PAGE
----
When I began my tertiary education, I must admit I had no idea where I would be today. The girl from the dusty streets of eMalahleni surely had coal in her hands, determined to turn it into diamonds. There are many of young people yearning to feed the fire inside of them, wanting to harness it and do the unimaginable. I can see it in the faces of the anxious and excited first-years milling around campus; I can see it amongst the postgrads arriving at institutions early, worrying about deadlines, experiments, chapters to be submitted. What, then, stops us? What leads so many of us to just give up on our grand dreams?

I think it’s a wall; a mental block.

My dream is to ensure that the environment is preserved for future generations, and it might seem strange that I use a stripy little fish, dressed in a Kaizer chief’s jerseyzebrafish-adult, to achieve my dreams. These small fish are quite useful in that they assist scientists to determine whether chemicals will be toxic to people and other organisms. In actual fact, it is their eggs that are used. The fish produce large numbers of these transparent eggs at a time. Being able to look into the egg, seeing the embryo’s heart beating, blood flowing and turning into a proper fish within five days, is what makes them so special. When conditions are less than ideal, the rate at which the eggs hatch, their deformations and ultimately death, are a clear indicator of harmful chemicals and environments.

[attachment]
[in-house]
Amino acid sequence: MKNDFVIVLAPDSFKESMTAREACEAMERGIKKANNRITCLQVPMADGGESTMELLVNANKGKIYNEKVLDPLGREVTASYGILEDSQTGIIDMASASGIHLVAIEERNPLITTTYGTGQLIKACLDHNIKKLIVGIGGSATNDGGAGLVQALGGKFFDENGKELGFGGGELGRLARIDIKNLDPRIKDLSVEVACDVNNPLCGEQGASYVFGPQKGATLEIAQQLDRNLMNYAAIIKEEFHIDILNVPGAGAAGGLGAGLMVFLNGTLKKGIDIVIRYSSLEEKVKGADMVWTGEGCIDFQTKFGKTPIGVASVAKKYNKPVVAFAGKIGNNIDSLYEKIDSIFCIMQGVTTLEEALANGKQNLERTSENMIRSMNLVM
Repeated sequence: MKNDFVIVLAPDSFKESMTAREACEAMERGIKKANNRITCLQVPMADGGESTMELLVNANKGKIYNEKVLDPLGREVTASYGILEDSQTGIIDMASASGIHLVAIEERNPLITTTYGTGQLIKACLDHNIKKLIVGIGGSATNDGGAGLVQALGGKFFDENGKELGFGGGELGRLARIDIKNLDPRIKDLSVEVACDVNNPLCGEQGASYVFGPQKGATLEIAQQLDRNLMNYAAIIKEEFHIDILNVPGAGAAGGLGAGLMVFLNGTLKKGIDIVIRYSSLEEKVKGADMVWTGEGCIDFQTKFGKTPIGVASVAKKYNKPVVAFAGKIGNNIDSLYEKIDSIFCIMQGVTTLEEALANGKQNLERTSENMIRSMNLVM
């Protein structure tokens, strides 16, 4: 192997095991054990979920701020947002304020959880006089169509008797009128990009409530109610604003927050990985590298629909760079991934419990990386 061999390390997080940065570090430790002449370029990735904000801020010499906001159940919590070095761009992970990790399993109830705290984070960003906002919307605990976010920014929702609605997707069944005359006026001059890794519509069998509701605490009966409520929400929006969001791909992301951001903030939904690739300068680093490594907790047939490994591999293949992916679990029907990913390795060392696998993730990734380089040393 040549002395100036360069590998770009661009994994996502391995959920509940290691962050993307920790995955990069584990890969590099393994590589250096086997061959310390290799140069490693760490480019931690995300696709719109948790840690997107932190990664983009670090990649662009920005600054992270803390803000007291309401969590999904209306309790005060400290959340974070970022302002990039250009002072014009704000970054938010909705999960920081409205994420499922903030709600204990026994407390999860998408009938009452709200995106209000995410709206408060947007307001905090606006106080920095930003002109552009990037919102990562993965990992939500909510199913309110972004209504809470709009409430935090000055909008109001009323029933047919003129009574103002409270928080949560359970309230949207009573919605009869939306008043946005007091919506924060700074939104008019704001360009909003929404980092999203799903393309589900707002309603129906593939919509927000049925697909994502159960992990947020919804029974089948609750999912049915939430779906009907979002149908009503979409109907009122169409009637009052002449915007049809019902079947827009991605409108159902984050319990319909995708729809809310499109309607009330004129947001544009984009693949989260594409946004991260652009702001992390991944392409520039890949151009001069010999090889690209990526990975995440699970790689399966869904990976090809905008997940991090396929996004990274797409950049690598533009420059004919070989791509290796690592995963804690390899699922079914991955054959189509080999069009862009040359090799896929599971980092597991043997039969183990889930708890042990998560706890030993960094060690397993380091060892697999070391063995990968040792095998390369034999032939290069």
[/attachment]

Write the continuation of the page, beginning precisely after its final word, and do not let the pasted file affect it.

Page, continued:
Zebrafish development
Zebrafish development

Although very useful, breeding these little zebrafish was not easy: they swim quite rapidly, with my first attempt resulting in snail eggs, which I mistook for zebrafish embryos! Learning that their living conditions including, temperature, amount of day and night, as well as the presence of flowers were important, took me a while. Even more surprising was coming to know that the female preferred two males, battling it out over her! Resilience was important in my year-and-a-half struggle to getting my first 200 eggs!! And most of this struggle happened “behind the scenes” with no-one watching my every more; it’s the stuff that you don’t write about in papers or even discuss in presentations… Which reminds me of another trial I had to overcome –my first oral presentation!!! It was awful, probably because I was extremely nervous and afraid of presenting in front of unfamiliar faces and experts in the field. Let’s just say I was relieved when it ended! Granted, with time, improvements have been made lol…